Also see epic pictures of the building of Kariba made available by Alan Smith on Eddy Norris’ web site:



  • Betty Goolsby

    Reply Reply April 9, 2011

    I am just blown away by the whole operation, also the killing of 300,000 animals to control the tsetse fly! It was ingenious that someone thought of stockings to soften the restraints,,,,it is wonderful what the human mind can come up with when there is an emergency!! Loved the story and your wonderful and very distinct memories!!

    • Diana

      Reply Reply April 9, 2011


      Yes, Operation Noah was really the beginning of the modern big game rescue operations which we all are familiar with today. Kariba is still a wild and wonderful place, a fisherman’s paradise and Matusadona Park, still being difficult to reach, is still full of game.
      It was a huge tragedy all that game was sacrificed in an effort to control sleeping sickness.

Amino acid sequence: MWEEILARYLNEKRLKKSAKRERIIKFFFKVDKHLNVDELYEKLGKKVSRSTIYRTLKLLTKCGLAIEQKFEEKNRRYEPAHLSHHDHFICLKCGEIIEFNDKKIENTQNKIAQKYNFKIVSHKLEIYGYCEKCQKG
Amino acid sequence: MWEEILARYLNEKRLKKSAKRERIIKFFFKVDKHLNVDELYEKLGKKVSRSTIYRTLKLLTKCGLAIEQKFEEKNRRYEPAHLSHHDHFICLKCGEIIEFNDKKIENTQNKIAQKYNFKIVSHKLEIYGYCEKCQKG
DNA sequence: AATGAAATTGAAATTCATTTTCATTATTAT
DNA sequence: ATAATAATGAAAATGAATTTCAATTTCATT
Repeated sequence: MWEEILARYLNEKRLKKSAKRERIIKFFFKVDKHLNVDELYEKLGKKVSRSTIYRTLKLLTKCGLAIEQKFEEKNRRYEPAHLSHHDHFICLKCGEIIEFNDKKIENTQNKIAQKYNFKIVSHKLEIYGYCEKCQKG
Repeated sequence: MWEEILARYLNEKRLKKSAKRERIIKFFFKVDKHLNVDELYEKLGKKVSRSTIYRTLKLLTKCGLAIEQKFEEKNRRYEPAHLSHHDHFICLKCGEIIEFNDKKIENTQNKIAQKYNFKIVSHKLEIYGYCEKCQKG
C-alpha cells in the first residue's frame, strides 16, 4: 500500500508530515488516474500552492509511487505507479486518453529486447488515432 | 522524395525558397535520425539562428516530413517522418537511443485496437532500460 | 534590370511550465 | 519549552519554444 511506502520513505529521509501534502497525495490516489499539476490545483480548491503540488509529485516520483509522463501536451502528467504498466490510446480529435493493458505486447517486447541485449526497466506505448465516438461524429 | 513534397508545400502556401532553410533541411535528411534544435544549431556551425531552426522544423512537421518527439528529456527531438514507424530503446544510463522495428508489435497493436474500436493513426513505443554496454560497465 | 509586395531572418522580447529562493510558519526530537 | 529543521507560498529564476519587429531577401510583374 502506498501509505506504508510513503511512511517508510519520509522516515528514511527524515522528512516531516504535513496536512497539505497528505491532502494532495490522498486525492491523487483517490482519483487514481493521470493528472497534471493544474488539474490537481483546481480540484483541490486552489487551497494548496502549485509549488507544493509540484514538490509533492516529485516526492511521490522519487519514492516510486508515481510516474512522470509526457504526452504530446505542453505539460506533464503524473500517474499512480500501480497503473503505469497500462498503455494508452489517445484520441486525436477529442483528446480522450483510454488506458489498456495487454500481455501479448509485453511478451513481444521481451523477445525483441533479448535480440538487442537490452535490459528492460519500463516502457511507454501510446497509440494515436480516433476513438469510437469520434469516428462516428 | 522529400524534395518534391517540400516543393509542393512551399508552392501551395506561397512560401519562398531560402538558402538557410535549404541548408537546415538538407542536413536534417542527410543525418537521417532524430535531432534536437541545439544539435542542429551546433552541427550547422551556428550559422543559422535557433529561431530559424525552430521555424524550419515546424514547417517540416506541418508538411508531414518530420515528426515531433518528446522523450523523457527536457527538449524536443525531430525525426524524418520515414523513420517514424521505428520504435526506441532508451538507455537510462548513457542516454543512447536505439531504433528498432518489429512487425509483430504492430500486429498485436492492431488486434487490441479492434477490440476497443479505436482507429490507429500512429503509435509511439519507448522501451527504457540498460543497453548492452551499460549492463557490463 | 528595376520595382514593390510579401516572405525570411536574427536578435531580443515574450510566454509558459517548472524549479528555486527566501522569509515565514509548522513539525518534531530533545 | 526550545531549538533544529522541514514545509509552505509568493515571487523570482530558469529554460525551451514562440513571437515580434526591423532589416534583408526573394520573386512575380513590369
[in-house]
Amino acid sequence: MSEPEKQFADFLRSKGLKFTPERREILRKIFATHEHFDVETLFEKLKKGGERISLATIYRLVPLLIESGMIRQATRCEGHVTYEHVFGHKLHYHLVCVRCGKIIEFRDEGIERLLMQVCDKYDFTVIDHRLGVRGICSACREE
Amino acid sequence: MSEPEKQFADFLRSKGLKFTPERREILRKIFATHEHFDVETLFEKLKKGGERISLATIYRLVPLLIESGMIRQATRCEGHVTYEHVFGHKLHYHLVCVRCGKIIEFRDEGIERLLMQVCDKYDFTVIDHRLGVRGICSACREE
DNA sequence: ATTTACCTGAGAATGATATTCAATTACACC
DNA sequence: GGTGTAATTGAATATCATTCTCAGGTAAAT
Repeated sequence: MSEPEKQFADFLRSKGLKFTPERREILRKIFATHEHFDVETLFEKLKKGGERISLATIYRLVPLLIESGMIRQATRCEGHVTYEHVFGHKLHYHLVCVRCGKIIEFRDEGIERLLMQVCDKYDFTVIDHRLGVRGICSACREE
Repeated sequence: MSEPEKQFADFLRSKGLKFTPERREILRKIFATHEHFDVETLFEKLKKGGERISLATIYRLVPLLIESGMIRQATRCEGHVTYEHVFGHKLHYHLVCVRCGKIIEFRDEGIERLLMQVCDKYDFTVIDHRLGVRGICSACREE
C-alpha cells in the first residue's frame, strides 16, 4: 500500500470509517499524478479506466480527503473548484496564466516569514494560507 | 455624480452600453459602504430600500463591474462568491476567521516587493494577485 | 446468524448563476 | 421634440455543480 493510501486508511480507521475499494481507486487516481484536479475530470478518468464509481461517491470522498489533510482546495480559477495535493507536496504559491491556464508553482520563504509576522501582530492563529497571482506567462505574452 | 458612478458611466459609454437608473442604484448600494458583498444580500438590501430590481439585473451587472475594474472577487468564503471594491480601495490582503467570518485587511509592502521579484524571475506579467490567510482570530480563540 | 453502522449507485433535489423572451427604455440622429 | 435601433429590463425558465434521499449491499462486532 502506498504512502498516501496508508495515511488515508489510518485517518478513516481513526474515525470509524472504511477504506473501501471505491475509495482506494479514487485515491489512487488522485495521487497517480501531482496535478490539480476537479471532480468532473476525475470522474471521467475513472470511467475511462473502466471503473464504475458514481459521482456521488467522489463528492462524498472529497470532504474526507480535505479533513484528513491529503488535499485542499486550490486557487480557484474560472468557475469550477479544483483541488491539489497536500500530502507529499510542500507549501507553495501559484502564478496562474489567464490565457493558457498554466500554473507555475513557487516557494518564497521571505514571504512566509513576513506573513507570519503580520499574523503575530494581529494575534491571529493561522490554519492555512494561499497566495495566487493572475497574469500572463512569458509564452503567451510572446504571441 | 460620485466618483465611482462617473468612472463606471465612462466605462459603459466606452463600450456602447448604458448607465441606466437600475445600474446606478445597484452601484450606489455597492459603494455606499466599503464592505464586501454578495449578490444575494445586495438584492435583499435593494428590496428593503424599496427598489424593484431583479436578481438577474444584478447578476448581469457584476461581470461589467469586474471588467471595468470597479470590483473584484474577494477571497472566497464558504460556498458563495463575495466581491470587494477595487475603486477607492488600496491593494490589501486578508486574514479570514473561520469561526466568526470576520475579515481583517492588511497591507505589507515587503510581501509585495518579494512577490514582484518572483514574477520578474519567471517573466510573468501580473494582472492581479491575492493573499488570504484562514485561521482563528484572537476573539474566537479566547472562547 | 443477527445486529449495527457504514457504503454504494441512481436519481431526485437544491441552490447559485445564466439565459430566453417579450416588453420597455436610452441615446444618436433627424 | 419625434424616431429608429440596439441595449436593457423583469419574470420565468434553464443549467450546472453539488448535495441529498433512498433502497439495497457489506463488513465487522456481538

• Beryl Gunn

    Reply Reply April 12, 2011

    The video was amazing and such a challenge to rescue that rhino. Operation Noah was indeed a wonderful effort to save the animals. Loved your story and I had almost forgotten the indignity of those suspenders, especially when the buttons popped and so uncomfortable when sitting on a bench! The inventor of pantyhose should have received an international award!

    • Diana

      Reply Reply April 12, 2011

      Yes, everything possible was saved, snakes and all, however much they protested. A whole new ecosystem evolved around the lake which I’ll be writing about next.

      I agree the pantyhose inventors are among the unsung heros of the world, although they must have made it to the bank alright.


  • John Nee

    Reply Reply April 17, 2011

    I remember in QQJS circa 1964, we would all traipse across to the hostel dining room on a Friday before closing for the weekend, and, sitting on the floor, watch films of the building of Kariba and the subsequent ‘Operation Noah’ as well as the tsetse fly control measures. Needless to say, we all wished we were a little older and could go along and help in such an adventure!